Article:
Office Space: Today’s Retirement
Tuesday October 31, 2017 12:01 AM
By Conor F. Delaney
In 1980, 60 percent of Americans were covered by a traditional pension plan. In 2006, that number had fallen to just 8 percent.
Why is this important? Because in 1980, the desire was to get to retirement and enjoy your retirement years by living off your pension and your Social Security. The “market risk” was taken on by the employer, not the employee. In bad market years, the employer could be forced to make up the difference between the withdrawal demands of the plan and the decline in investment performance. Financial advisers had two distinct roles: act as the “middle-man” between investors and product (stocks, bonds, mutual funds) and cater to the needs of the owners of the companies because they were the ones who had the investment risk of having the company pension.
Over the last 30 years, employers have largely shifted that risk to the employees. Instead of the stress to make sure the multi-million-dollar plan was solvent, they could set up a “defined-contribution” plan, i.e. a 401(k), whereby the market performance no longer affected the employer’s obligation. The employer contributes a certain amount of dollars or a certain percentage of income and the employee can invest those dollars in a tax-favorable way to save for retirement. If the markets perform, the employee could win, perhaps even more than having a pension plan. If the markets collapse, the risk of coming up short in retirement would fall entirely on the employee. Coupling the shift with the enhancements in technology gives clients more access to products and information. Therefore, the financial adviser’s role has changed greatly from what it was in 1980.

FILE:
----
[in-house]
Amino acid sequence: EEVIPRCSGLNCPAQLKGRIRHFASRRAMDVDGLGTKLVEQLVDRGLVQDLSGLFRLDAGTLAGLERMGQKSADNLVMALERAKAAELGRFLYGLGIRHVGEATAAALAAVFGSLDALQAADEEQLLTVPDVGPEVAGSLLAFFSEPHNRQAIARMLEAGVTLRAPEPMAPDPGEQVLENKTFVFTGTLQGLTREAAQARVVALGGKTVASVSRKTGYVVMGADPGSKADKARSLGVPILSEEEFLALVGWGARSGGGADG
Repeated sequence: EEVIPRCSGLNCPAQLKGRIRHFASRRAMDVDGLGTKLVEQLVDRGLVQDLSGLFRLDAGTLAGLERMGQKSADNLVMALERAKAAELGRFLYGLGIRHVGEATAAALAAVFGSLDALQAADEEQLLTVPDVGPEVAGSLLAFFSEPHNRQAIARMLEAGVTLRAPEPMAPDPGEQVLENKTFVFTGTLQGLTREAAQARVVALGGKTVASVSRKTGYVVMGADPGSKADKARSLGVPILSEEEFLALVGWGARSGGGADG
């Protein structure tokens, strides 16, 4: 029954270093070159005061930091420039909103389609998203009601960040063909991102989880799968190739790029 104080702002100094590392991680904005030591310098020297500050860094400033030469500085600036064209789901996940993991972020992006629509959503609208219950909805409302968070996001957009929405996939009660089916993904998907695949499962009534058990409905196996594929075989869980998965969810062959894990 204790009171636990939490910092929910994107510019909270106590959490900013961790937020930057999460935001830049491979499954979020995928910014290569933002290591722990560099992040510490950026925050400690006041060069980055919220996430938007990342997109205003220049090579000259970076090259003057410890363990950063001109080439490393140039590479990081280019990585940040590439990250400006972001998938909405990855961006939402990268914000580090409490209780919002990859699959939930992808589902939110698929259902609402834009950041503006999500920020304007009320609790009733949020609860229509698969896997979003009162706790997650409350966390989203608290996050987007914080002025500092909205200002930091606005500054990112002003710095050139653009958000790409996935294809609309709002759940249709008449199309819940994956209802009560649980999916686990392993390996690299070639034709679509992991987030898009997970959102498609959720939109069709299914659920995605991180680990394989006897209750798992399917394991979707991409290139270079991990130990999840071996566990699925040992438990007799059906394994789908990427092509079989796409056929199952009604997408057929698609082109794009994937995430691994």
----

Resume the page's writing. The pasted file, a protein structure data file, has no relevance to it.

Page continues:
Eight percent of Americans are now covered by pensions versus 60 percent in the 1980s. What does that mean for the other 92 percent? Presumably (and hopefully), the other 92 percent are at least investing in some sort of savings vehicle for retirement, right? Unfortunately, we know that is not true. Amazingly, most Americans do not have $500 in savings.
Americans are living longer and the need to save while making good investment decisions is greater than ever. As advisers, we must make the pivot from being the best-dressed adviser in the 1980s who can give you access to the best products to the adviser who can relate and help you match strategy with the products that best meet your needs.
I often get asked what my “minimum” is and I have yet to figure out how to answer that question. I do not think I could find a more degrading way to enter a relationship than to gauge my interest based on the size of the family’s investment account. We must build practices and organizations that allow our families and communities to get closer to their goals regardless of the size of their investment account. When we do, the results will be rewarding and beneficial for all.
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